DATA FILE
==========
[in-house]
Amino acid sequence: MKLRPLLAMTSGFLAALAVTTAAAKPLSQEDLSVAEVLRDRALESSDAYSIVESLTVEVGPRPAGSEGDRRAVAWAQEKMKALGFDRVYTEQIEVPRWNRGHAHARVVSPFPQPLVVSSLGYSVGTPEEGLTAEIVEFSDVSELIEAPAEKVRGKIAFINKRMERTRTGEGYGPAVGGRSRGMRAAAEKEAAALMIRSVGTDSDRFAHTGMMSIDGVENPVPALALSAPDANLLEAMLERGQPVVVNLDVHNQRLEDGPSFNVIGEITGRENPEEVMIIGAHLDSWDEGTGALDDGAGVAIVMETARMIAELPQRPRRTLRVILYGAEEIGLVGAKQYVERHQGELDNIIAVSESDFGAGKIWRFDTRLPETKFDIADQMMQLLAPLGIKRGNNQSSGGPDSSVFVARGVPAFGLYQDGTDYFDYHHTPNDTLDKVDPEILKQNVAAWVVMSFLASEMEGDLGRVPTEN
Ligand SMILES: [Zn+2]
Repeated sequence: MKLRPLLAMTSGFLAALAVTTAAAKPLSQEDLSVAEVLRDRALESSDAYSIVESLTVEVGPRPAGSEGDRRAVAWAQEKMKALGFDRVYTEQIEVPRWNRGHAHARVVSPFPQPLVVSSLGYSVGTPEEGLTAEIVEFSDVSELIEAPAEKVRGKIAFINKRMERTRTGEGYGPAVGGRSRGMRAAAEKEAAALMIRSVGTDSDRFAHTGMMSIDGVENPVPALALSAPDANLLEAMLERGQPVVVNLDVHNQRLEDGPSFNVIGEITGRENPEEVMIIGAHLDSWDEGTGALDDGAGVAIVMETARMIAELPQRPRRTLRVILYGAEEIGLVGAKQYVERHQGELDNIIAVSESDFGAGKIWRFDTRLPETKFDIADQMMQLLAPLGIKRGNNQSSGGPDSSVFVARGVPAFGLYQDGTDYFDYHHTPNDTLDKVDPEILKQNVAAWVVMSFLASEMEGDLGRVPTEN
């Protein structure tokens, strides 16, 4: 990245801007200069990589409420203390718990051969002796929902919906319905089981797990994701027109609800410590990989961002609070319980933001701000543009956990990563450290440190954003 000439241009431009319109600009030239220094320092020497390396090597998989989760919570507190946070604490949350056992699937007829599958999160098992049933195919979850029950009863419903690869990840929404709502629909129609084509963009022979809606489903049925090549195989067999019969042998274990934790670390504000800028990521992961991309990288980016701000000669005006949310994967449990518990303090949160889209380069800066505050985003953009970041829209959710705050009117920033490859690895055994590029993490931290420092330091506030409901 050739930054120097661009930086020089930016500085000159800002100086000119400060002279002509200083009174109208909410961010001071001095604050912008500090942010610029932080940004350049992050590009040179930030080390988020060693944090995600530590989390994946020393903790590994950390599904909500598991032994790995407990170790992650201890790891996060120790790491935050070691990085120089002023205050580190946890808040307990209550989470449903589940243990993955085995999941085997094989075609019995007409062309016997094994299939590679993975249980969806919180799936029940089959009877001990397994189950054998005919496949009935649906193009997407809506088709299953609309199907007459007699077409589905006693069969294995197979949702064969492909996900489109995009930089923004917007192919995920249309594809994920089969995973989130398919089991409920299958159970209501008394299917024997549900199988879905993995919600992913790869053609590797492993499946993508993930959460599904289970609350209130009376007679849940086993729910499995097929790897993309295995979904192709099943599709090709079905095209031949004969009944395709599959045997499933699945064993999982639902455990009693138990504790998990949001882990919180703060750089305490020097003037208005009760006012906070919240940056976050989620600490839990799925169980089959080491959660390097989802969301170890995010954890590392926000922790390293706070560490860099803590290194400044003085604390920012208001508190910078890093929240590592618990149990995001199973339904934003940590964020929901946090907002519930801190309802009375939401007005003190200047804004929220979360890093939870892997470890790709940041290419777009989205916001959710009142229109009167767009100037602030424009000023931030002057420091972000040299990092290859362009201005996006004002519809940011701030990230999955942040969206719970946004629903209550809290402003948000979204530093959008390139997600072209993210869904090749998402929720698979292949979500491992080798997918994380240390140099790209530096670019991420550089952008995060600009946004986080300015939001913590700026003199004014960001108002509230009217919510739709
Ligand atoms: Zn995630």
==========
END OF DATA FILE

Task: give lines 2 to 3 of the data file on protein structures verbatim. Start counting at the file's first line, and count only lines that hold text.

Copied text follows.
Amino acid sequence: MKLRPLLAMTSGFLAALAVTTAAAKPLSQEDLSVAEVLRDRALESSDAYSIVESLTVEVGPRPAGSEGDRRAVAWAQEKMKALGFDRVYTEQIEVPRWNRGHAHARVVSPFPQPLVVSSLGYSVGTPEEGLTAEIVEFSDVSELIEAPAEKVRGKIAFINKRMERTRTGEGYGPAVGGRSRGMRAAAEKEAAALMIRSVGTDSDRFAHTGMMSIDGVENPVPALALSAPDANLLEAMLERGQPVVVNLDVHNQRLEDGPSFNVIGEITGRENPEEVMIIGAHLDSWDEGTGALDDGAGVAIVMETARMIAELPQRPRRTLRVILYGAEEIGLVGAKQYVERHQGELDNIIAVSESDFGAGKIWRFDTRLPETKFDIADQMMQLLAPLGIKRGNNQSSGGPDSSVFVARGVPAFGLYQDGTDYFDYHHTPNDTLDKVDPEILKQNVAAWVVMSFLASEMEGDLGRVPTEN
Ligand SMILES: [Zn+2]